Front Cover
Harcourt, 2000 - Fiction - 408 pages
620 Reviews
Born to rough cloth in working-class London in 1748, Mary Saunders hungers for linen and lace. Her lust for a shiny red ribbon leads her to a life of prostitution at a young age, where she encounters a freedom unknown to virtuous young women. But a dangerous misstep sends her fleeing to Monmouth and the refuge of the middle-class household of Mrs. Jones, to become the seamstress her mother always expected her to be and to live the ordinary life of an ordinary girl. Although Mary becomes a close confidante of Mrs. Jones, her desire for a better life leads her back to prostitution. She remains true only to the three rules she learned on the streets of London: Never give up your liberty; Clothes make the woman; Clothes are the greatest lie ever told. In the end, it is clothes, their splendor and their deception, that lead Mary to disaster.
Emma Donoghue's daring, sensually charged prose casts a new sheen on the squalor and glamour of eighteenth-century England. Accurate, masterfully written, and infused with themes that still bedevil us today, Slammerkin is historical fiction for all readers.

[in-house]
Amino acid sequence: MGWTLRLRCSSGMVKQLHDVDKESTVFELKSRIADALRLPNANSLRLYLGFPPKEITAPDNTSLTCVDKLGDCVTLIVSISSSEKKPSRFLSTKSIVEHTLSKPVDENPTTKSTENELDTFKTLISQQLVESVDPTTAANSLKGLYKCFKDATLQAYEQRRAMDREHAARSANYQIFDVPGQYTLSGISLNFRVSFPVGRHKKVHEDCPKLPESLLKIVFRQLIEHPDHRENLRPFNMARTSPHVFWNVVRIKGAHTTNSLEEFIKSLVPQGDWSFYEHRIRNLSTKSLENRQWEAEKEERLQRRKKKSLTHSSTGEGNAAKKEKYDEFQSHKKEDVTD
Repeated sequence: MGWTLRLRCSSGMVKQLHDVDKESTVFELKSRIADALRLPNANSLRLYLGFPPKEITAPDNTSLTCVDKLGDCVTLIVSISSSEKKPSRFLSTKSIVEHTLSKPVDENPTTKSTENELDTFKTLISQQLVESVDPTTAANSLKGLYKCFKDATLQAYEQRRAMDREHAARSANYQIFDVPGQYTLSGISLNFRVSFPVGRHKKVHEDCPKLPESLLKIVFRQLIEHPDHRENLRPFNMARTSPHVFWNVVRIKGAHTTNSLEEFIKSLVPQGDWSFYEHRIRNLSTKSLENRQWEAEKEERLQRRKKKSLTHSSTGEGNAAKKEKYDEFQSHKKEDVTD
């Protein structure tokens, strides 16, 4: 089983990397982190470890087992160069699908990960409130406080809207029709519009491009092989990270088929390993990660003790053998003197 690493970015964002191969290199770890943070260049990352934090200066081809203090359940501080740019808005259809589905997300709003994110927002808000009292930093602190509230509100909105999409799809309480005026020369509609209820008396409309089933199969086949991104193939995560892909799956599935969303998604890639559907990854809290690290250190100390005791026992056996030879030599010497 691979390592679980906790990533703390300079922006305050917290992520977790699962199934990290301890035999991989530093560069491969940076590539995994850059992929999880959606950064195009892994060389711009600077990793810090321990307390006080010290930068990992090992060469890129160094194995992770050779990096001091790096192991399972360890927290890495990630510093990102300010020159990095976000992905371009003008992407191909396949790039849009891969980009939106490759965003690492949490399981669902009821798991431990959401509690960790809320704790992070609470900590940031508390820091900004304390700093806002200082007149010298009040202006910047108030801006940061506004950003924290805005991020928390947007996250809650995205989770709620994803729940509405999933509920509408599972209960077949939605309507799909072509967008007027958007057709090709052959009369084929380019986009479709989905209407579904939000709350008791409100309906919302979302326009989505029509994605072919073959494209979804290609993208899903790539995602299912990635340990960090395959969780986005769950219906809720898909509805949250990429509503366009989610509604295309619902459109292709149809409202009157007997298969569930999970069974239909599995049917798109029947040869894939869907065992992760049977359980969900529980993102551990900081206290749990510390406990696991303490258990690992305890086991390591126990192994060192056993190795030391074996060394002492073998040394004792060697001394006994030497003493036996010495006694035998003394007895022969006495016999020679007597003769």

What people are saying - Write a review

User ratings

5 stars
4 stars
3 stars
2 stars
1 star

Great book, very well researched. - Goodreads
Engaging story although difficult to read at times - Goodreads
Very well written, quite a page turner. - Goodreads
I was very upset at the ending. - Goodreads
An excellent writer. - Goodreads
There's a danger in writing a book with an end in mind. - Goodreads

Review: Slammerkin

User Review  - Kendal - Goodreads

This book waa perfect for me. I adore period literature. And the characters in slammerkin were so deep and detailed. I felt connected with them which isn't something a writer can easily provoke in it's readers. It was sad and showed me what a tough time women had in victorian times. Read full review

Review: Slammerkin

User Review  - Amy Rebecca - Goodreads

I didn't love this and didn't hate it either. It had some very interesting parts and some parts which seemed to drone on not achieving anything. I wasn't sure where it was going for the majority but I did enjoy the ending. Worth a read. Read full review

About the author (2000)

Emma Donoghue was born in Dublin in 1969 and earned her Ph.D. in eight-eenth-century fiction at Cambridge. She is the author of three novels, a book of fairy tales, and several works of literary history. She lives in Ontario, Canada.

Bibliographic information